The Klallam lived off the land and the water given to them by the creator. They traveled mainly by cedar dugout canoes, but also had many trails. They had runners that delivered messages from village to village. The messengers would literally run the trails between villages to pass along news and announcements to other bands of Klallam.
A common misperception is that the Klallam did not travel into the mountains. Klallam families traveled up and over the Olympic Mountains to gather medicinal plants, berries, bear grass, and cattails, as well as to hunt for bear, deer, and elk. Villages were on the shores of the Straits, as well as upriver. Some areas were occupied on a seasonal basis, and some places year-round. The Elwha River was a natural byway for subsistence activities, and also for social gatherings.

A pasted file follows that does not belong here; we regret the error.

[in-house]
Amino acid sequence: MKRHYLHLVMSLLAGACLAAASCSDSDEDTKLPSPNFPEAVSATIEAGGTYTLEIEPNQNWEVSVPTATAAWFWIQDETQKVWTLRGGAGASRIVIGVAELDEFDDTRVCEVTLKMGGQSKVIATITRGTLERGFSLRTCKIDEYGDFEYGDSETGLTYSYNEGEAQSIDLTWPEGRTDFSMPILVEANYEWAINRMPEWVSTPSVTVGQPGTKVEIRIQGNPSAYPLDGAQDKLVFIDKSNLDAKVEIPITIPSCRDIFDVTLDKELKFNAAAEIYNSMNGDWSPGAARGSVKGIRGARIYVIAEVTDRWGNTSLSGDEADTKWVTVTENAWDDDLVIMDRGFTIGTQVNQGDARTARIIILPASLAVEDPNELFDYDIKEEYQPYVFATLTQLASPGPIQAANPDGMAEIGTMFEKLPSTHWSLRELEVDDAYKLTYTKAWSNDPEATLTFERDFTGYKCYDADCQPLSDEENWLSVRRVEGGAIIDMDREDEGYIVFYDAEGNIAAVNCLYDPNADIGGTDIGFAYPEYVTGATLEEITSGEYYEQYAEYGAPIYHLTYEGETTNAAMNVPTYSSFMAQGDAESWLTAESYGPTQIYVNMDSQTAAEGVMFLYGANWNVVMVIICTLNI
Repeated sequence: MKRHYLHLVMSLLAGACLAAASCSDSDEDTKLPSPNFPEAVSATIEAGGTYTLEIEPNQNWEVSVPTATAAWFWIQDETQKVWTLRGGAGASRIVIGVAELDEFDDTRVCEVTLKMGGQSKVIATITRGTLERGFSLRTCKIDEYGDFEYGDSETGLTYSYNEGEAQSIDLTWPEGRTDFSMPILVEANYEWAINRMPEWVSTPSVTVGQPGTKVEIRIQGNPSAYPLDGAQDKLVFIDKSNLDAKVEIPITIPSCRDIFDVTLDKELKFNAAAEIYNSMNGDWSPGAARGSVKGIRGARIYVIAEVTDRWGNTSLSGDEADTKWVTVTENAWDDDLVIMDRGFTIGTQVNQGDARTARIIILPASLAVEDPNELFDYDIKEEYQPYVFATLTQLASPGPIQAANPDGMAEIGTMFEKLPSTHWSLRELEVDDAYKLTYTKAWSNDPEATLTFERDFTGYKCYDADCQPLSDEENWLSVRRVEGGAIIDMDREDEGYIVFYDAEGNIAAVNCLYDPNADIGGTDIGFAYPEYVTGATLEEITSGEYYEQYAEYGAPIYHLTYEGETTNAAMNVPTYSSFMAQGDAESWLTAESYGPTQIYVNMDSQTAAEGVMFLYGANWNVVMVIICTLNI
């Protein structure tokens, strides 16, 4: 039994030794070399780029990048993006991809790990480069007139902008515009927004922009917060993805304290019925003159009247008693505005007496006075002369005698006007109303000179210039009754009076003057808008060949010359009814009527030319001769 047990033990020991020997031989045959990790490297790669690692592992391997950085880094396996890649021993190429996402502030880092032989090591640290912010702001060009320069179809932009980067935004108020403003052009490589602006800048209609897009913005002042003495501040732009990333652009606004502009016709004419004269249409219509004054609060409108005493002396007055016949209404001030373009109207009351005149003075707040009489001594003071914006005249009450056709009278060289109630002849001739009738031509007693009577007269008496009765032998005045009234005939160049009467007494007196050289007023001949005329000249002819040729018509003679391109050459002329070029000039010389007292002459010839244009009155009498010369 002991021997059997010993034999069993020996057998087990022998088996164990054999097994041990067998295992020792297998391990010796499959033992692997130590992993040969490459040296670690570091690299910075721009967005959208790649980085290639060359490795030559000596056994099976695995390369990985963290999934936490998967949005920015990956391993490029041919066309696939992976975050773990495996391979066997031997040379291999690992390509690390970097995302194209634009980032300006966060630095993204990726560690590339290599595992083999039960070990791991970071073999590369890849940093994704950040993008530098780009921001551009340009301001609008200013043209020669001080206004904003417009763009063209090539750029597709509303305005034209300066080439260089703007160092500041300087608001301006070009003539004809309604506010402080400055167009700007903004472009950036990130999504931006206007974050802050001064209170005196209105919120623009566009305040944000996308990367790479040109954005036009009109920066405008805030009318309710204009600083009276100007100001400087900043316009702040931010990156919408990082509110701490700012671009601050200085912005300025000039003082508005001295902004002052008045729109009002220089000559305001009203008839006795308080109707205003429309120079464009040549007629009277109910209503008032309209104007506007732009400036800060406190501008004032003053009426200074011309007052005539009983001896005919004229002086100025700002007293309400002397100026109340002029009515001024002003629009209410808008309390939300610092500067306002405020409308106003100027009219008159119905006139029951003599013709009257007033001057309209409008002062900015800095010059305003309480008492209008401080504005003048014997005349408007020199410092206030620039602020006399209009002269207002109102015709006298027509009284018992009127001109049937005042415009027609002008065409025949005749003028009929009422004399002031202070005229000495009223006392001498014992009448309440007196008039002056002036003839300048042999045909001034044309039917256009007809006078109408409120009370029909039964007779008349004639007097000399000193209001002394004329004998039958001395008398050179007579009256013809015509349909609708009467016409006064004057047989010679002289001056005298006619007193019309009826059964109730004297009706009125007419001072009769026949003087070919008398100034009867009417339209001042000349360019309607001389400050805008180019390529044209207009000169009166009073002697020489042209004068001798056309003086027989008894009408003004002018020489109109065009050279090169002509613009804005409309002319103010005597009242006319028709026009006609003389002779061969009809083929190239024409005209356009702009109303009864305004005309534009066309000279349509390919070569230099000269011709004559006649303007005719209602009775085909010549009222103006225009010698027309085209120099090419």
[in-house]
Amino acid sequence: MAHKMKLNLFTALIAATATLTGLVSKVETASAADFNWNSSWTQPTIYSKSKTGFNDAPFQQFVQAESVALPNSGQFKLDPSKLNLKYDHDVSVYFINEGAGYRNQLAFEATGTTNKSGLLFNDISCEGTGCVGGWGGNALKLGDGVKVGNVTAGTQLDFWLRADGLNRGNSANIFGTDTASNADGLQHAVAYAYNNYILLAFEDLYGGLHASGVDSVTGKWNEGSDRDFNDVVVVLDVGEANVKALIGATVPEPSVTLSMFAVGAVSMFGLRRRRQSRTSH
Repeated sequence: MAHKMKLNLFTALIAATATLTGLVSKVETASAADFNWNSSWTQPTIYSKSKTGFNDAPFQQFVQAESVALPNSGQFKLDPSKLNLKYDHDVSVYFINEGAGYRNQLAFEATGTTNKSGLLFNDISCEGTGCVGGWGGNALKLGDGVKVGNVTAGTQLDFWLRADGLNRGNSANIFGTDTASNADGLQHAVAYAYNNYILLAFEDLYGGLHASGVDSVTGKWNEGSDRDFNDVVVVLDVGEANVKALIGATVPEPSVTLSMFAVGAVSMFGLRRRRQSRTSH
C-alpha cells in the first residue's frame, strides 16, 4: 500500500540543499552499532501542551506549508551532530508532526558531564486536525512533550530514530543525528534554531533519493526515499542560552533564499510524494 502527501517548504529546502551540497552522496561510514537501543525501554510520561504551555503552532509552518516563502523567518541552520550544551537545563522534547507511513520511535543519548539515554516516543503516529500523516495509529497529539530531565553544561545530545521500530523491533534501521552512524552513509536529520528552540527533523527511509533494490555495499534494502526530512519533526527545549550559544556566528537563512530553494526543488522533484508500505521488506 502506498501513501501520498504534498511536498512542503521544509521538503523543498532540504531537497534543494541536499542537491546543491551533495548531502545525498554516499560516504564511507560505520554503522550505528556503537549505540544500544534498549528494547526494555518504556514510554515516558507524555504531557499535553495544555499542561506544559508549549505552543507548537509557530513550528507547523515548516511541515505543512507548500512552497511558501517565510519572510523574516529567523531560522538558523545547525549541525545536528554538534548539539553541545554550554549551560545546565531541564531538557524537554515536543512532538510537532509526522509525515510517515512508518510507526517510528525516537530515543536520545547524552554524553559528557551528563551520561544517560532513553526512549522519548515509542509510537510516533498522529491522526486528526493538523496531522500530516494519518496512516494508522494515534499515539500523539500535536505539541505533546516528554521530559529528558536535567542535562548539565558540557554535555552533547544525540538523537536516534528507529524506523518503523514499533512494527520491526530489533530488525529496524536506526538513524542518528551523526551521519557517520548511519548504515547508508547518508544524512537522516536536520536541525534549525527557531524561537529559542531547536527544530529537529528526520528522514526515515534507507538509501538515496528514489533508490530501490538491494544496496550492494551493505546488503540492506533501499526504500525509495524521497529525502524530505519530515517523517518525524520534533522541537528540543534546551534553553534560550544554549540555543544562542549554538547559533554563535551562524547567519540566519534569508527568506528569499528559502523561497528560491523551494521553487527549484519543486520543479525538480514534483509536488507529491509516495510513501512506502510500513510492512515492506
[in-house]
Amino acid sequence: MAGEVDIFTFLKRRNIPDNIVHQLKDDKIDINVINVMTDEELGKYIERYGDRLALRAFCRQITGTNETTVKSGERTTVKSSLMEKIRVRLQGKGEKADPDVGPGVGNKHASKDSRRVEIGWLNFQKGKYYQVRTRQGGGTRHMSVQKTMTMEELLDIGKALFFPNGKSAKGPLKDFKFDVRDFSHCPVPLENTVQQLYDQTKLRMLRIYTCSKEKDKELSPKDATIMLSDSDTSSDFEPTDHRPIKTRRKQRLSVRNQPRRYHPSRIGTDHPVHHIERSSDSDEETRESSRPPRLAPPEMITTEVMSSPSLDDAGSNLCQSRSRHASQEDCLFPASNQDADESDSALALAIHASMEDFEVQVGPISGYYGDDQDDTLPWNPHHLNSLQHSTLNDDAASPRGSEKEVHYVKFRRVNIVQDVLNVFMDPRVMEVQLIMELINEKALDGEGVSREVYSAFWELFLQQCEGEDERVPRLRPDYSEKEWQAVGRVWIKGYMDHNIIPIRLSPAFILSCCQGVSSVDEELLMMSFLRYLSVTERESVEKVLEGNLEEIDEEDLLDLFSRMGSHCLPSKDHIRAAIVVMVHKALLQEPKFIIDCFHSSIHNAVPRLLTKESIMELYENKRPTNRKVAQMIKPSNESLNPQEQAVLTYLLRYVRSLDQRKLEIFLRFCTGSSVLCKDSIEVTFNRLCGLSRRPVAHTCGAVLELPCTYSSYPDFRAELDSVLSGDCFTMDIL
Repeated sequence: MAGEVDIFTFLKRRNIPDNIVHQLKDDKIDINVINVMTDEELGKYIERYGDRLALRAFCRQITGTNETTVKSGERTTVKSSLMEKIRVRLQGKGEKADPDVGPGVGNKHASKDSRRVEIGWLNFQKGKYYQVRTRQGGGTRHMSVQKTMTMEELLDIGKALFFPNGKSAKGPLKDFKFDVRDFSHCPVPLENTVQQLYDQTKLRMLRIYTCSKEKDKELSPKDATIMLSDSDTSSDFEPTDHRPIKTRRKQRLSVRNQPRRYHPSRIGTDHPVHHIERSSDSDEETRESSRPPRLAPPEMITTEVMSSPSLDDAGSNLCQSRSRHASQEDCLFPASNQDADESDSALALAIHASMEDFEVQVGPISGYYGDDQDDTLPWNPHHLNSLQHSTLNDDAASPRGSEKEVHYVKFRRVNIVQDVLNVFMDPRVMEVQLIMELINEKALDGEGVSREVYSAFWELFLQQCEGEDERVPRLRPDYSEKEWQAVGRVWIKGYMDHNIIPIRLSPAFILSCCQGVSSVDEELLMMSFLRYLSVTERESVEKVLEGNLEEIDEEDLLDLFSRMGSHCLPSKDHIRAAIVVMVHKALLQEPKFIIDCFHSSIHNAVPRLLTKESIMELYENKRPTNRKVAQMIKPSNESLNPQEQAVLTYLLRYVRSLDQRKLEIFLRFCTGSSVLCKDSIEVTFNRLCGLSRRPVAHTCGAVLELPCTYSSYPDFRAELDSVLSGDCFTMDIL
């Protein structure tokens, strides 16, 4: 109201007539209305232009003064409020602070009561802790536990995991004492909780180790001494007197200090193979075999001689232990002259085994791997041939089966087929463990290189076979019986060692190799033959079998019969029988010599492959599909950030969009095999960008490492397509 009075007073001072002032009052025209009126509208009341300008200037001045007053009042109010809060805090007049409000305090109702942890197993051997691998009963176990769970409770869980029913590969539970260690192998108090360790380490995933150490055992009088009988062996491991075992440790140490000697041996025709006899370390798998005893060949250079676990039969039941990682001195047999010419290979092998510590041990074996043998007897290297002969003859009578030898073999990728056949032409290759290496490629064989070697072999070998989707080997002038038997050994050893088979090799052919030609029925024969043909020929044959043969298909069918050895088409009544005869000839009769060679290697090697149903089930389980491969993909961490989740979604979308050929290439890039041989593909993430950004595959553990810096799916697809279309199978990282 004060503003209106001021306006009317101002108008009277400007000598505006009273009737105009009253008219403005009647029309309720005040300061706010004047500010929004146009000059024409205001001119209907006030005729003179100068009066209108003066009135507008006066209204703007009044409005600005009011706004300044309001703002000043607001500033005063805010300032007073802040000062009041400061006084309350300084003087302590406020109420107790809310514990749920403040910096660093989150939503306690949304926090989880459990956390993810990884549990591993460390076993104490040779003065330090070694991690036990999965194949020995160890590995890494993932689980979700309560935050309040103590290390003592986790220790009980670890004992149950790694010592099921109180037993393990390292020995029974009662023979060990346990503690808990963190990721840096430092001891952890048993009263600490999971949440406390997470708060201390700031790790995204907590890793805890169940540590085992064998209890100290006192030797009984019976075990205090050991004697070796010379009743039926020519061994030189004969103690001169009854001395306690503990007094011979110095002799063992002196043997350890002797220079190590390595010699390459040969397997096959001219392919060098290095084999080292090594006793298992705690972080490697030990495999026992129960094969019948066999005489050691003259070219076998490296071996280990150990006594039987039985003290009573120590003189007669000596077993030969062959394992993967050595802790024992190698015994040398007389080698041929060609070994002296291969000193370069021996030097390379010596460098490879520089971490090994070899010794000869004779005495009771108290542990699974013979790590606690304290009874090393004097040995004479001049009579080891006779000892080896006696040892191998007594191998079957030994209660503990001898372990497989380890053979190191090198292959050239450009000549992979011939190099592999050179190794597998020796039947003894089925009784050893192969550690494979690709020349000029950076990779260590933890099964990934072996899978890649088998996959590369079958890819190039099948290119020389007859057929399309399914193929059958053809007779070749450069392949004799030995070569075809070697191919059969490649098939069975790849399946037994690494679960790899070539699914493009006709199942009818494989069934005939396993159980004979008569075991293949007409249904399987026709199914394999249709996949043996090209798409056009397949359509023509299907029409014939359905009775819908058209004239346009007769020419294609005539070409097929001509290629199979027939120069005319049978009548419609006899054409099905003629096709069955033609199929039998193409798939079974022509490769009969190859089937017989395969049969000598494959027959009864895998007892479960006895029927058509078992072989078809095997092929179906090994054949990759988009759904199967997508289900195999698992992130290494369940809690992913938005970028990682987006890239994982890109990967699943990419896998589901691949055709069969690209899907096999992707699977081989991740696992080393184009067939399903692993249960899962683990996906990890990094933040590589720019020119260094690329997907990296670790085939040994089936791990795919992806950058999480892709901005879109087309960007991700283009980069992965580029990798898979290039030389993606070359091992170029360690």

One Klallam mother hiked up the Elwha and over to Taholah at the mouth of the Quinault River every summer with her five children to visit relatives. The Klallam considered the Olympic Mountains sacred, and revered the mountains’ glory.